Wednesday, January 13, 2021

Blue, White and Perfect (1942)

Blue, White and Perfect, released in 1942, was the fourth of the seven 20th Century-Fox B-movies featuring private eye Michael Shayne and starring Lloyd Nolan. After 20th Century-Fox lost interest in the series five more films (with Hugh Beaumont in the title rĂ´le) were made by Poverty Row studio PRC in 1946.

The character had been created by Davis Dresser, writing under the pseudonym Brett Halliday. He wrote dozens of Mike Shayne novels between 1939 and 1958 and more were later written by various ghostwriters.

In the 50s there was also a Michael Shayne TV series and a radio series.

Mike Shayne (Nolan) has just had some bad news. His girlfriend Merle (Mary Beth Hughes) is getting married, but not to him. She’s fallen for a charming Frenchman. Mike will have to do something about this. Unfortunately Merle insists that he gives up the private detective business. He agrees and gets a job as a riveter with the Thomas Aircraft Company, or at least that’s what Merle thinks, but in fact the company has hired him as an investigator.

He’ll soon have plenty to investigate. The aircraft plant is absolutely riddled with German spies! We know straight away they’re German spies because they all have heavy German accents and they behave in a really sinister manner, just like German spies in the movies. The spies have stolen some industrial diamonds, essential for the war effort.

The spies intend to get the diamonds out of the country on the liner Princess Nola so Mike will have to take an ocean voyage to keep tabs on them. He’ll need money for that, so he cons it out of poor Merle. On the steamer he runs into an old friend, the glamorous Helen Shaw (Helene Reynolds). He also makes a new friend, Juan Arturo O’Hara (played be George Reeves, yes Superman himself). Whether Helen and Juan are mixed up in the spy business or just innocent bystanders remans to be seen. Mike is sure he’s on the right track with the spies because people keep trying to shoot him (Mike always sees that as a positive sign).

Shayne doesn’t really solve the case. He just manages to stay alive long enough to stumble over the solution. He can’t even be given credit for the staying alive part - it’s mostly just dumb luck. Which makes him strangely likeable. You can’t help wondering what his next mistake will be.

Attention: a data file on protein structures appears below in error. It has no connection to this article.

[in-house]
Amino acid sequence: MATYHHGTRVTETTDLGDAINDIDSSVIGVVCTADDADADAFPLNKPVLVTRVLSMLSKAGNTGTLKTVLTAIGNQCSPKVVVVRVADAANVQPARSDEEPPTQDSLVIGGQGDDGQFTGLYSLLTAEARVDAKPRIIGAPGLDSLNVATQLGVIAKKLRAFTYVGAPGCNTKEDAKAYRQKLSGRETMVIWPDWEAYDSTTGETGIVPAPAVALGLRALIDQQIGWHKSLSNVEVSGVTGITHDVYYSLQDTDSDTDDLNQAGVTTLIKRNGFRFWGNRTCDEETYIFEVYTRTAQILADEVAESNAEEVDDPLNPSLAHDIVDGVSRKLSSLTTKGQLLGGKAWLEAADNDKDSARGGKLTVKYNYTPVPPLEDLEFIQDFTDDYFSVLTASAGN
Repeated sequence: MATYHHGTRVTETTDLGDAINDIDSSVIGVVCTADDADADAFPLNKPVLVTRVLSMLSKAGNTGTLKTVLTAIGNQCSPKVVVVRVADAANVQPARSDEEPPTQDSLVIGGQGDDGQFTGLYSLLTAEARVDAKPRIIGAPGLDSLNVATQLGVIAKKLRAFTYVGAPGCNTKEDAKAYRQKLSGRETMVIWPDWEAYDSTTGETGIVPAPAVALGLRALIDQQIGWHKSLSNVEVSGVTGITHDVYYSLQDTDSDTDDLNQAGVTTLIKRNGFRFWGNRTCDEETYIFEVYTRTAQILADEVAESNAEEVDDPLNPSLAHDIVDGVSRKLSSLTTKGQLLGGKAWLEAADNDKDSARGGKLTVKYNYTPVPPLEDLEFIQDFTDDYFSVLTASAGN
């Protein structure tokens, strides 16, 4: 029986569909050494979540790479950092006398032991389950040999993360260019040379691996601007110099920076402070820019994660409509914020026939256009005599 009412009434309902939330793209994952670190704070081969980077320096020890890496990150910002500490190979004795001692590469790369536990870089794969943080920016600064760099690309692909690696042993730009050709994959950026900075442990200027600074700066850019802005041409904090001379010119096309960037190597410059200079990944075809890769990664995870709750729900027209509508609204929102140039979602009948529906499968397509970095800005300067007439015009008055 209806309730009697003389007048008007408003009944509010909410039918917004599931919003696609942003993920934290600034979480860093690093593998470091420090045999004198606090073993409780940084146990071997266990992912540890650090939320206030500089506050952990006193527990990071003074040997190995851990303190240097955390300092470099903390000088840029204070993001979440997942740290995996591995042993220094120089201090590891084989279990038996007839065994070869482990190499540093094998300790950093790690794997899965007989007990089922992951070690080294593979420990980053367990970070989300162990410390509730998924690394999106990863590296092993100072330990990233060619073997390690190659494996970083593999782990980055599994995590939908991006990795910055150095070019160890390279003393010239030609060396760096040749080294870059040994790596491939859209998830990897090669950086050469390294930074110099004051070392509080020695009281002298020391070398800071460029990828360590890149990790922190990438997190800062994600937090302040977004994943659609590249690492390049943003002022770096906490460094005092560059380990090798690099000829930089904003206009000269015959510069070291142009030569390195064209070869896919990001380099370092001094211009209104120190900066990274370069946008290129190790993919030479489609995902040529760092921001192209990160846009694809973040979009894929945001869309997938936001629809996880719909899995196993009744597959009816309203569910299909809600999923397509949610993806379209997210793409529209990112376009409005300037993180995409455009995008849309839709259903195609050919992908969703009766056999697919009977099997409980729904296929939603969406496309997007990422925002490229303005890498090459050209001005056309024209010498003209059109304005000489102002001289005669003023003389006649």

The Fox Mike Shayne movies were very lightweight and had a tendency at times to overdo the comedic elements. That’s less of a problem with this film. The focus is more heavily on the plot and it’s at least a little bit more hardboiled (but only a little) than other entries in the series. Lloyd Nolan is also much better when, as in this film, he tones the comedy down a bit. There’s still plenty of humour and plenty of wisecracks but he comes across as a moderately believable (if not very competent) private detective.

It needs to be admitted up front that Michael Shayne as played by Lloyd Nolan bears no resemblance at all to the Michael Shayne of the novels. None whatsoever.

Mary Beth Hughes is fine as the long-suffering Merle (she appeared in several movies in this series but as different characters). Helene Reynolds is very good as the glamorous woman who may or may not turn out to be a femme fatale.

Fox released four of the Michael Shayne movies (with extremely nice transfers) in a DVD set a few years back. They even included some worthwhile extras. If you can find the set and you’re a B-movie fan and you don’t mind B-movies with strong comedic elements then it’s good value.

I’ve seen all four movies in this set and this might be the one I enjoyed most. Lightweight but recommended.

I’ve also reviewed Michael Shayne: Private Detective (1940), The Man Who Wouldn't Die (1942) and Sleepers West (1941). You might also be interested in my review of one of the novels, Murder Is My Business.

No comments:

Post a Comment